• $3,000,000

    2014 (Duration 4 years)

    Conservation & Sustainable Development

    WASHINGTON, D.C. — WWF will conduct research on the links between demand for commodities and agricultural expansion with tropical deforestation, overfishing, and climate change mitigation and pilot interventions to shift commodities productions towards sustainability.

  • $300,000

    2014 (Inactive Grant)

    Conservation & Sustainable Development

    WASHINGTON, D.C. — WWF-US is a conservation organization affiliated with a global network of independent national groups. It has had a permanent presence in Colombia and executes work in field-based practice and policy in biodiversity conservation and human well-being in the context of climate change. The purpose of the grant is to upgrade planning instruments for freshwater, terrestrial and coastal marine portions of the Mira bi-national watershed, establish community conserved areas, incorporate environmental considerations to oil palm and cattle production, and promote ecosystem service compensation schemes.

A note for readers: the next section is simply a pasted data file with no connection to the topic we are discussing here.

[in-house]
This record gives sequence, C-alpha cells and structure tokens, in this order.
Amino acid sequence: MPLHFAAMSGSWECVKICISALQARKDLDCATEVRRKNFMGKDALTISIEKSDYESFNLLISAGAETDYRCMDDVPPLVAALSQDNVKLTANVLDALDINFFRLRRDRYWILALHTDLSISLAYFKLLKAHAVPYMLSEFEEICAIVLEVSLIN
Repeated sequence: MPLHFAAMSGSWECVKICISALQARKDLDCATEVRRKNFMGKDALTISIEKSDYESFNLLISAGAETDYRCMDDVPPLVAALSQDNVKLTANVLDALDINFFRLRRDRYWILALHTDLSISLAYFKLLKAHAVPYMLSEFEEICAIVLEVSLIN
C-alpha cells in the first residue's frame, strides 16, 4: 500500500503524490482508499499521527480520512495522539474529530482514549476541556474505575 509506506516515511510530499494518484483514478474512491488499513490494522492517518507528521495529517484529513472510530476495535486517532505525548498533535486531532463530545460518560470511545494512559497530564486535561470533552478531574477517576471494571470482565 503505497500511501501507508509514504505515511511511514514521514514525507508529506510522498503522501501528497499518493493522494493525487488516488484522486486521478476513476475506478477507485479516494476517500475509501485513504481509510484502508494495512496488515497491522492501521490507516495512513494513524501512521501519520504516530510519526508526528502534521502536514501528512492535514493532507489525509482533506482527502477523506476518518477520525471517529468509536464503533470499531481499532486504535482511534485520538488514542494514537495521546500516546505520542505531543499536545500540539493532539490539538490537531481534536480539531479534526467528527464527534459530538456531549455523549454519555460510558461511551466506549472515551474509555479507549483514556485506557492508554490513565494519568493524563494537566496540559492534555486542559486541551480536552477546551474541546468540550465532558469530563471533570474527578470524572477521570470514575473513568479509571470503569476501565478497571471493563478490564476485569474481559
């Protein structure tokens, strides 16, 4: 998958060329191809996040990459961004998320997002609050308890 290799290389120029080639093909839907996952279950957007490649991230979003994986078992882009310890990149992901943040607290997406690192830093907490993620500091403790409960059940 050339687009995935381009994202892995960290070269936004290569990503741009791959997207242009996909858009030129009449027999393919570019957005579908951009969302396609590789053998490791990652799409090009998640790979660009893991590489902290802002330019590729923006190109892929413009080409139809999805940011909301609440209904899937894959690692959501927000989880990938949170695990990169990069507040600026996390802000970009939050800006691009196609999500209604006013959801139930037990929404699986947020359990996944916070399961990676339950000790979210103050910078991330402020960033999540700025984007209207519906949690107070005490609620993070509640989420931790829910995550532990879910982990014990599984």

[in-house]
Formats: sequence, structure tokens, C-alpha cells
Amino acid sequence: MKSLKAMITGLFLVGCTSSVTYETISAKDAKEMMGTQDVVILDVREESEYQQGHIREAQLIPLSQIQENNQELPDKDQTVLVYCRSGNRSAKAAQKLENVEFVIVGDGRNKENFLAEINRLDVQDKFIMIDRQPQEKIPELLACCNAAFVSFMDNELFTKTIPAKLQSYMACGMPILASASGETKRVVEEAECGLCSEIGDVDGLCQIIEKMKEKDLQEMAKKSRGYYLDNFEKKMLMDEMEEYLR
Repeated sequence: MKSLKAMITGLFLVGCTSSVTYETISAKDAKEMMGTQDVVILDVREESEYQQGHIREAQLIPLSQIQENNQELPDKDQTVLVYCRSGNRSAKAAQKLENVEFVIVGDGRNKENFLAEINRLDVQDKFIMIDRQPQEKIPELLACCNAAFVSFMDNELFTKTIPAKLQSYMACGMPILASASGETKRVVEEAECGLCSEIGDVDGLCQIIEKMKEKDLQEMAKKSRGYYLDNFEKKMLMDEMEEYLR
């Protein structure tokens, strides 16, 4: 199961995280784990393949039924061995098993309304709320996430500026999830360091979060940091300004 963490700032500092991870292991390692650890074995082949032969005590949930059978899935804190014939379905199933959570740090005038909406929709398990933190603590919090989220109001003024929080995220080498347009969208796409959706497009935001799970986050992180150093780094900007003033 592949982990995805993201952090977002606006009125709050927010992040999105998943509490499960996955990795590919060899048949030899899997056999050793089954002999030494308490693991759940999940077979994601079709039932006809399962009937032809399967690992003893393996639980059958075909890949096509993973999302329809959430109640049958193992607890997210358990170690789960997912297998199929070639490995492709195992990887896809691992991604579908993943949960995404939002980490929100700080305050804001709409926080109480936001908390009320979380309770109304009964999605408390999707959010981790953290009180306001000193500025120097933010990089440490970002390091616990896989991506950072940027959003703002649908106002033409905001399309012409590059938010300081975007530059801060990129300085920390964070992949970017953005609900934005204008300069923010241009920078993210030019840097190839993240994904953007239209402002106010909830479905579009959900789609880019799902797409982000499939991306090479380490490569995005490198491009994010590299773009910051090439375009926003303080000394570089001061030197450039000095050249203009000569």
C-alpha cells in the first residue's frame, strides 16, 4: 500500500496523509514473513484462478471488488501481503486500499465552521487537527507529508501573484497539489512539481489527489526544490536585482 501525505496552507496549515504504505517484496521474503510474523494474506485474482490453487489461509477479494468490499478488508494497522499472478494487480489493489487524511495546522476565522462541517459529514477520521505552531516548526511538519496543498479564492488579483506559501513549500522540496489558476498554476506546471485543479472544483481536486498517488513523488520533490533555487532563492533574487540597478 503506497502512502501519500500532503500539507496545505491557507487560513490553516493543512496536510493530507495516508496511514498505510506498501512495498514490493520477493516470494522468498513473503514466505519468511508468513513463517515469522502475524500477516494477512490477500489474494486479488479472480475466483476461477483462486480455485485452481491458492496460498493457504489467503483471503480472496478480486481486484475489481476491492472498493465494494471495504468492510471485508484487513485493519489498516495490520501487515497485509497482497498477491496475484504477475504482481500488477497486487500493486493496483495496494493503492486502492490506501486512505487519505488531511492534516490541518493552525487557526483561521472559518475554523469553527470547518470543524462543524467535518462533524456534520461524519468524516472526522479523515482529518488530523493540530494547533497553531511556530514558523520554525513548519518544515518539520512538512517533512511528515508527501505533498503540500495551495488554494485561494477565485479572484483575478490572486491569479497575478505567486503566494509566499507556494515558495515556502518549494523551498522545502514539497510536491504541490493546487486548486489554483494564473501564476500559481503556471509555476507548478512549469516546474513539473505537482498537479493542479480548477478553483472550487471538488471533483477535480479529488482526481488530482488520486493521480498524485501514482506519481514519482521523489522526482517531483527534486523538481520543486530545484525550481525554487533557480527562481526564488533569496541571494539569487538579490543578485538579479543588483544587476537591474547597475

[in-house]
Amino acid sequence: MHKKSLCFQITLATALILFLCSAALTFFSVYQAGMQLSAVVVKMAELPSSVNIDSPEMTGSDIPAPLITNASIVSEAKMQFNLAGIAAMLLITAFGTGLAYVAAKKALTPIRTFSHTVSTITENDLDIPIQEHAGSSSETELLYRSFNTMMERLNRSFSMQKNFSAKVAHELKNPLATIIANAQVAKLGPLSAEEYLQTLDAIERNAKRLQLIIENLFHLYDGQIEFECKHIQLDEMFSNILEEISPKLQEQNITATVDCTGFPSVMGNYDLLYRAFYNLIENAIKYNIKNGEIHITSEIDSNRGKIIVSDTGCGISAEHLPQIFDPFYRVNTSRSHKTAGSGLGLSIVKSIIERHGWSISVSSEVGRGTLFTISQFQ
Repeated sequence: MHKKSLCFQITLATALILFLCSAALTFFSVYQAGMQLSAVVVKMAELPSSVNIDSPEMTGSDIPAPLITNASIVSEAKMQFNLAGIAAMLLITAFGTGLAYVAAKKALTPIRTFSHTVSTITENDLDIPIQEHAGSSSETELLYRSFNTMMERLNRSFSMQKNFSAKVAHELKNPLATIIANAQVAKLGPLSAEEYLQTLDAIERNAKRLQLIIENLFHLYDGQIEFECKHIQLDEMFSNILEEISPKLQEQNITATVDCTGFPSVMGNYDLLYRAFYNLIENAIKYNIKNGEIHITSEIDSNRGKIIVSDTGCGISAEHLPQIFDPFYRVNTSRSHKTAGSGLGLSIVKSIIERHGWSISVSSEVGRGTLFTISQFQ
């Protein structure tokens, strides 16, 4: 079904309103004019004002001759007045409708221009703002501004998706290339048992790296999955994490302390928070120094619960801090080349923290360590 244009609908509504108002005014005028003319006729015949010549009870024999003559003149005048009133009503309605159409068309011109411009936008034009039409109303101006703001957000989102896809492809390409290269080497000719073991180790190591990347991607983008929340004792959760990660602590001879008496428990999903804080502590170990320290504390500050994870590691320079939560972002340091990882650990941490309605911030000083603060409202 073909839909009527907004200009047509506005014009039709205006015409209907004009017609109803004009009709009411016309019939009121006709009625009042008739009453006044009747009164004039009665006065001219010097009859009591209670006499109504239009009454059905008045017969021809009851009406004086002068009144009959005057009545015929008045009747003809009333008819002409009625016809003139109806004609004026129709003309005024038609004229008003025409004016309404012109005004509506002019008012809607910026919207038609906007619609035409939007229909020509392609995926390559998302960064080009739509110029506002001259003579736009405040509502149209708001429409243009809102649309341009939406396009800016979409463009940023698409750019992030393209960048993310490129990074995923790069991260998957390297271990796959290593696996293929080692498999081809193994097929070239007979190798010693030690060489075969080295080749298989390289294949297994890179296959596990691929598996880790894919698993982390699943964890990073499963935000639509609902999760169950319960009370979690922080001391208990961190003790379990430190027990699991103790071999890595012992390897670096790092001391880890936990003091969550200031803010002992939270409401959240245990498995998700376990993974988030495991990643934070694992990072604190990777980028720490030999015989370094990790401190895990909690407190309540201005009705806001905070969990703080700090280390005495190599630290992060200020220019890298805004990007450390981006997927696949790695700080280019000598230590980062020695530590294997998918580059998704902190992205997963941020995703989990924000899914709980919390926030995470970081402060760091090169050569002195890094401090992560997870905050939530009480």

• $450,000

    2013 (Inactive Grant)

    Conservation & Sustainable Development

    WASHINGTON, D.C. — The World Wildlife Fund (WWF) is an international conservation organization whose mission is to stop the degradation of our planet's natural environment, and build a future in which humans live in harmony with nature. Project staff will work with community fisheries organisations and community savings programs in the Lake Niassa Reserve to provide training in governance and financial management; initiate revenue sharing from fishing licences; improve post-harvest practices for fishers; increase access to appropriate fishing gear; and expand sustainable income-generating activities. WWF will also establish a rigorous monitoring program that tracks the ecological status of the reserve and the fisheries over time.

The MacArthur Foundation awarded World Wildlife Fund $7,618,000 between 1978 and 2017.